At a meeting of EU interior ministers in Brussels last week, German Interior Minister Hans-Peter Friedrich (Christian Social Union, CSU) reiterated that he would prevent the inclusion of Romania and Bulgaria in the Schengen agreement, which lifts routine border controls between most EU countries. He indicated that he would use Germany’s veto if necessary.
Representatives of the French and Dutch governments had also expressed their disapproval beforehand. A decision on whether border controls for those coming from the two countries would be lifted was therefore postponed again.
In Brussels, Friedrich also spoke out against free movement in Europe. “Does free movement in Europe mean that we can expect one day that people anywhere in Europe, who believe that they can live on welfare in Germany better than in their own countries, will come to Germany?” asked Frederick. “This danger must not be realized”.
Earlier in the week, the interior minister had spoken out against immigrants from Eastern Europe. He deliberately stoked up resentment against supposed “benefit tourism” from other EU member states.
Friedrich received backing from the chair of the home affairs committee of the Bundestag (federal parliament), Wolfgang Bosbach (Christian Democratic Union, CDU). Speaking to Die Welt, Bosbach warned of a surge of “economic refugees” and declared: “We have seen the consequences of the abolition of visa requirements for Serbs and Macedonians, and we fear similar consequences if border controls with Bulgaria and Romania are abolished”.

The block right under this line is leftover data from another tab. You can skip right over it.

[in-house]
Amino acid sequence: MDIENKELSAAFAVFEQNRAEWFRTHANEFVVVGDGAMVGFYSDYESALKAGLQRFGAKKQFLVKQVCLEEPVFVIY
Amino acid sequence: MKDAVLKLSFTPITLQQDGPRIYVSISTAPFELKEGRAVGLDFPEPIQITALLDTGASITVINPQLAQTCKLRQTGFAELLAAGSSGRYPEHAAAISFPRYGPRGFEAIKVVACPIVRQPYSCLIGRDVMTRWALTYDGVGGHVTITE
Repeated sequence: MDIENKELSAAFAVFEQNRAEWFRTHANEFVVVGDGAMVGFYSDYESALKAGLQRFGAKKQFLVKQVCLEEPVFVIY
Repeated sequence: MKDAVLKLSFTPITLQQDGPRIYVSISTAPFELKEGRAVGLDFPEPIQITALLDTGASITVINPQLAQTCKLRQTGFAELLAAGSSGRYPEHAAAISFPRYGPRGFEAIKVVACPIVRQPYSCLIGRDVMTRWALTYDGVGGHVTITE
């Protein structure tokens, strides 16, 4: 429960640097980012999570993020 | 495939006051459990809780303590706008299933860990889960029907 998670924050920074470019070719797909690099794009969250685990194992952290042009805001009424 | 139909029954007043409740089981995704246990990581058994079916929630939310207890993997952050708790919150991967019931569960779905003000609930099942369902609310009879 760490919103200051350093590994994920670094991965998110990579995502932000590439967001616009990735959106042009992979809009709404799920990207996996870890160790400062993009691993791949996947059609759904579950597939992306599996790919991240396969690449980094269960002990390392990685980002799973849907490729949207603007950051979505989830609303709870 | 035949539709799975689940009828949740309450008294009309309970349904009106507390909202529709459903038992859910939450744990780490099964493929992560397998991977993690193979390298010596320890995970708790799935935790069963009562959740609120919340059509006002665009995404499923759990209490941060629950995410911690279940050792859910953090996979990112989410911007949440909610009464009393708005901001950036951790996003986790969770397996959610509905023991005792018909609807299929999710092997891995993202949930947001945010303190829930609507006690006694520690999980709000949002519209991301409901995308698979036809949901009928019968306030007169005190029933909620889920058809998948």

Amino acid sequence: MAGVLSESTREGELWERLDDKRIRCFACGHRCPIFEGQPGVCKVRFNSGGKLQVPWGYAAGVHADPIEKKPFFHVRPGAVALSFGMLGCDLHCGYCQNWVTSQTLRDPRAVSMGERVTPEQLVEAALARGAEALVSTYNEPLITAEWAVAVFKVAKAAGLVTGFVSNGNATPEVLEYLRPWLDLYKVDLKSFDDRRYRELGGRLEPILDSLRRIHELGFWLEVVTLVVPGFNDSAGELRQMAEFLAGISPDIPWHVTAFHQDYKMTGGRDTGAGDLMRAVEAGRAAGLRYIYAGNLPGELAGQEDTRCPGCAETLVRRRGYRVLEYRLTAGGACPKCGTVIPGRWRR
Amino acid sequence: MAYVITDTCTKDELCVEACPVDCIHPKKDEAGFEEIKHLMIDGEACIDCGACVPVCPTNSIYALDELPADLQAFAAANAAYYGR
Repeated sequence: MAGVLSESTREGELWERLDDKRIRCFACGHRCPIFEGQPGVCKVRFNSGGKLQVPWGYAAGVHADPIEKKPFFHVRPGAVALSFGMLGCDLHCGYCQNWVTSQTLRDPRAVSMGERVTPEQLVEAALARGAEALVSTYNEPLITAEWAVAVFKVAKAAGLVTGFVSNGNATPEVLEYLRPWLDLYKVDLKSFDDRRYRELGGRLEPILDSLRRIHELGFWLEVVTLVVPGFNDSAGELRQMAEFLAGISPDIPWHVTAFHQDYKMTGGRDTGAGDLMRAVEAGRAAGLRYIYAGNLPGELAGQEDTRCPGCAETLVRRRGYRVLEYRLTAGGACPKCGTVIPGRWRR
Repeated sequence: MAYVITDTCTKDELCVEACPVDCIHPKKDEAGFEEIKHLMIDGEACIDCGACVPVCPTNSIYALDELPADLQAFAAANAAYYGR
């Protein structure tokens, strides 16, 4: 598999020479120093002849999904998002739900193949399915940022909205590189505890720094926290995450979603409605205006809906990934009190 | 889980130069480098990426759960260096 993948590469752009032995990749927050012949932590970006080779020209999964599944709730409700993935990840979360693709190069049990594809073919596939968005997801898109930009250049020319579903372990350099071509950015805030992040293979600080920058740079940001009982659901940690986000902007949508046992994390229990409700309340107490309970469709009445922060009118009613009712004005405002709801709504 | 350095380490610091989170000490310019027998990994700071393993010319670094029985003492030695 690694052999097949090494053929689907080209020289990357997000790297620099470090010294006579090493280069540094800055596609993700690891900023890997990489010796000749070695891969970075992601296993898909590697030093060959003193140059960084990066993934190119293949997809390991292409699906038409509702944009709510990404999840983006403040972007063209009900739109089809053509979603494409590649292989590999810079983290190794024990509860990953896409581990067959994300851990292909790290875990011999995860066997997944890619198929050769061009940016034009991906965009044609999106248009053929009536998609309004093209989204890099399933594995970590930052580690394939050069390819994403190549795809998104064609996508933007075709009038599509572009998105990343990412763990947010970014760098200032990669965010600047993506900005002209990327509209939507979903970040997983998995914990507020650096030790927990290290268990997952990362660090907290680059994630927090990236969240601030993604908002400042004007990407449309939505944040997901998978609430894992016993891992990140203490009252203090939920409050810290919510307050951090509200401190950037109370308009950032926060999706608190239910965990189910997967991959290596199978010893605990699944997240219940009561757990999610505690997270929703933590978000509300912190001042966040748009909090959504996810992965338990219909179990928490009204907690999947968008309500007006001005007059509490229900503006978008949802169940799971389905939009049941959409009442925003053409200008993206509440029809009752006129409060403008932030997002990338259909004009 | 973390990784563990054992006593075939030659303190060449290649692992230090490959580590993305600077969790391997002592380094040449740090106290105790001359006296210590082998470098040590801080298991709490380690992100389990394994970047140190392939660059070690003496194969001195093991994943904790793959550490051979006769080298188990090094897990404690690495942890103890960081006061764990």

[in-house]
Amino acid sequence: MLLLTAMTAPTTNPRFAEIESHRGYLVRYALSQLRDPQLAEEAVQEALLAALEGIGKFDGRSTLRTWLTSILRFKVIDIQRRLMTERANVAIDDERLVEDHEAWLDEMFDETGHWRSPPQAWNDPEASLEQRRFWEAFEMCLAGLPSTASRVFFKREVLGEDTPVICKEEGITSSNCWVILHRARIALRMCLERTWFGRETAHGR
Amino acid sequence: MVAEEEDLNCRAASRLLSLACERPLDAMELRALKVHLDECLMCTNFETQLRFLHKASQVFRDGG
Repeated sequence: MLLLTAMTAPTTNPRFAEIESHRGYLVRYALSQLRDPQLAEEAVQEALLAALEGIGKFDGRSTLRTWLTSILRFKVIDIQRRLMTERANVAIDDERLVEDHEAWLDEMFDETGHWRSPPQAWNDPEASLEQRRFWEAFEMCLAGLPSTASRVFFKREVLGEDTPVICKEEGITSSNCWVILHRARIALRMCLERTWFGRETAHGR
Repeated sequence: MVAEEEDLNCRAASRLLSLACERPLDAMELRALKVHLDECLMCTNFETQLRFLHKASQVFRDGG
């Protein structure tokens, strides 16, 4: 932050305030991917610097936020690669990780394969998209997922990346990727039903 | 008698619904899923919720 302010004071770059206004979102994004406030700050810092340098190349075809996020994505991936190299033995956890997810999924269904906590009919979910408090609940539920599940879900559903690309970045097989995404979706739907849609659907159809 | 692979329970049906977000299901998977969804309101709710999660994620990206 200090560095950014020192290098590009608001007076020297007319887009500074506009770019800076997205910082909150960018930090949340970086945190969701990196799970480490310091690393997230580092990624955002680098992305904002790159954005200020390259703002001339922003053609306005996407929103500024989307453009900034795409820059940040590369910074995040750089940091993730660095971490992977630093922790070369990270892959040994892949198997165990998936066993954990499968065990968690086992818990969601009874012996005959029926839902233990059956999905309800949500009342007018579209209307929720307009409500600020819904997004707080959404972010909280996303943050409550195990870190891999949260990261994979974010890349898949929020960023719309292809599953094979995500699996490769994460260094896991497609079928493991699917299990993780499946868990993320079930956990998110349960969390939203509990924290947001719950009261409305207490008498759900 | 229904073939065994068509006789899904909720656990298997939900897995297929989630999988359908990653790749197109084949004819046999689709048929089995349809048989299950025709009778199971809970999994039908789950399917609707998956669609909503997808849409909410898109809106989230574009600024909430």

This witch-hunting of immigrants goes hand in hand with the increasingly brutal actions of the state. In January, when the German Association of Cities called on the federal government to exempt municipalities from increasing the costs of emergency medical care and social services for Roma, the interior ministry said that it saw no reason to do so. A spokesperson for the ministry urged local authorities instead to deal with the problems arising from immigration by “police and regulatory measures”.
Almost 70 years after the murder of 500,000 Sinti and Roma by the Nazi regime, immigrants from Southeast Europe are being defamed, attacked and expelled from Germany. The cynical campaign against immigrants from Southeastern European countries and the increasingly brutal crackdown against them are not limited to Germany.
Xenophobic and racist tones are becoming louder in the UK too, given the imminent lifting of EU restrictions on the free movement of workers from Bulgaria and Romania. Work and Pensions Minister Iain Duncan Smith (Conservative Party) is singing the same tune as Friedrich in Germany and denounced Europeans that “only travel around and look for the best benefits they can get.” Health Minister Mark Harper (Conservative Party) announced that free access to the National Health Service (NHS) would be limited to British citizens. “The National Health Service is a national service and not an international one”, he said.
In France, all the establishment parties are adopting the positions of the National Front, which is whipping up sentiments against immigrants from Bulgaria and Romania. They are receiving support from the trade union bureaucracy, which is questioning the free movement of workers throughout the EU. French President François Hollande and his interior minister Manuel Valls (both of the Socialist Party, SP) have continued the ruthless policies of conservative President Nicolas Sarkozy, clearing out Roma camps and deporting these immigrants to Romania or Bulgaria.
Some 20 years after the collapse of the Stalinist regimes in Eastern Europe, and almost 10 years after the last round of EU enlargement into Eastern Europe, rigid entry requirements and mass travel bans are back on the agenda in Europe.